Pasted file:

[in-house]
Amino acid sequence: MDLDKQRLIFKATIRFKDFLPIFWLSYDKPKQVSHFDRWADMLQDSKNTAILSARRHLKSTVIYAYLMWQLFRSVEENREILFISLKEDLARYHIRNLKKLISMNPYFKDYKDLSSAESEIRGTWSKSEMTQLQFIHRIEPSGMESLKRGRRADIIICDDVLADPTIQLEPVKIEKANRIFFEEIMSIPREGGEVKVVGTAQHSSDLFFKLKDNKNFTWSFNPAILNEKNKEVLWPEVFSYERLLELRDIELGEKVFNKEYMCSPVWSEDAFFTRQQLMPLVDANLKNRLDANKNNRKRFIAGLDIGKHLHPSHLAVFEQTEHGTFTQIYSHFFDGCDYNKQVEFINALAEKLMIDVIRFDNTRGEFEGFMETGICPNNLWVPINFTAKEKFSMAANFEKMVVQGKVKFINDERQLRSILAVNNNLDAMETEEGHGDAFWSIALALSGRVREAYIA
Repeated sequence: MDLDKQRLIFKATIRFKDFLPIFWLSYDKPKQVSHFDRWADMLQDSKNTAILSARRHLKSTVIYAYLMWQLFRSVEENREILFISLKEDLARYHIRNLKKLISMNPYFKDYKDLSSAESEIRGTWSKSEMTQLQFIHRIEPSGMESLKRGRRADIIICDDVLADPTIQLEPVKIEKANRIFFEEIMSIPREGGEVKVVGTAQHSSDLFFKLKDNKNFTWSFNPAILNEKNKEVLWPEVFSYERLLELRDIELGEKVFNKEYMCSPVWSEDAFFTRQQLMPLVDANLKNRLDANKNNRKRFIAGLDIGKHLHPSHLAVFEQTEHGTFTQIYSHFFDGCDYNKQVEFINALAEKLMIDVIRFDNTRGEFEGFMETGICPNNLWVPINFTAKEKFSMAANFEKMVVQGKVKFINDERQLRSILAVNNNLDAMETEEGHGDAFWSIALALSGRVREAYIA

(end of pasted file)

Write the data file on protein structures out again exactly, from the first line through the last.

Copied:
[in-house]
Amino acid sequence: MDLDKQRLIFKATIRFKDFLPIFWLSYDKPKQVSHFDRWADMLQDSKNTAILSARRHLKSTVIYAYLMWQLFRSVEENREILFISLKEDLARYHIRNLKKLISMNPYFKDYKDLSSAESEIRGTWSKSEMTQLQFIHRIEPSGMESLKRGRRADIIICDDVLADPTIQLEPVKIEKANRIFFEEIMSIPREGGEVKVVGTAQHSSDLFFKLKDNKNFTWSFNPAILNEKNKEVLWPEVFSYERLLELRDIELGEKVFNKEYMCSPVWSEDAFFTRQQLMPLVDANLKNRLDANKNNRKRFIAGLDIGKHLHPSHLAVFEQTEHGTFTQIYSHFFDGCDYNKQVEFINALAEKLMIDVIRFDNTRGEFEGFMETGICPNNLWVPINFTAKEKFSMAANFEKMVVQGKVKFINDERQLRSILAVNNNLDAMETEEGHGDAFWSIALALSGRVREAYIA
Repeated sequence: MDLDKQRLIFKATIRFKDFLPIFWLSYDKPKQVSHFDRWADMLQDSKNTAILSARRHLKSTVIYAYLMWQLFRSVEENREILFISLKEDLARYHIRNLKKLISMNPYFKDYKDLSSAESEIRGTWSKSEMTQLQFIHRIEPSGMESLKRGRRADIIICDDVLADPTIQLEPVKIEKANRIFFEEIMSIPREGGEVKVVGTAQHSSDLFFKLKDNKNFTWSFNPAILNEKNKEVLWPEVFSYERLLELRDIELGEKVFNKEYMCSPVWSEDAFFTRQQLMPLVDANLKNRLDANKNNRKRFIAGLDIGKHLHPSHLAVFEQTEHGTFTQIYSHFFDGCDYNKQVEFINALAEKLMIDVIRFDNTRGEFEGFMETGICPNNLWVPINFTAKEKFSMAANFEKMVVQGKVKFINDERQLRSILAVNNNLDAMETEEGHGDAFWSIALALSGRVREAYIA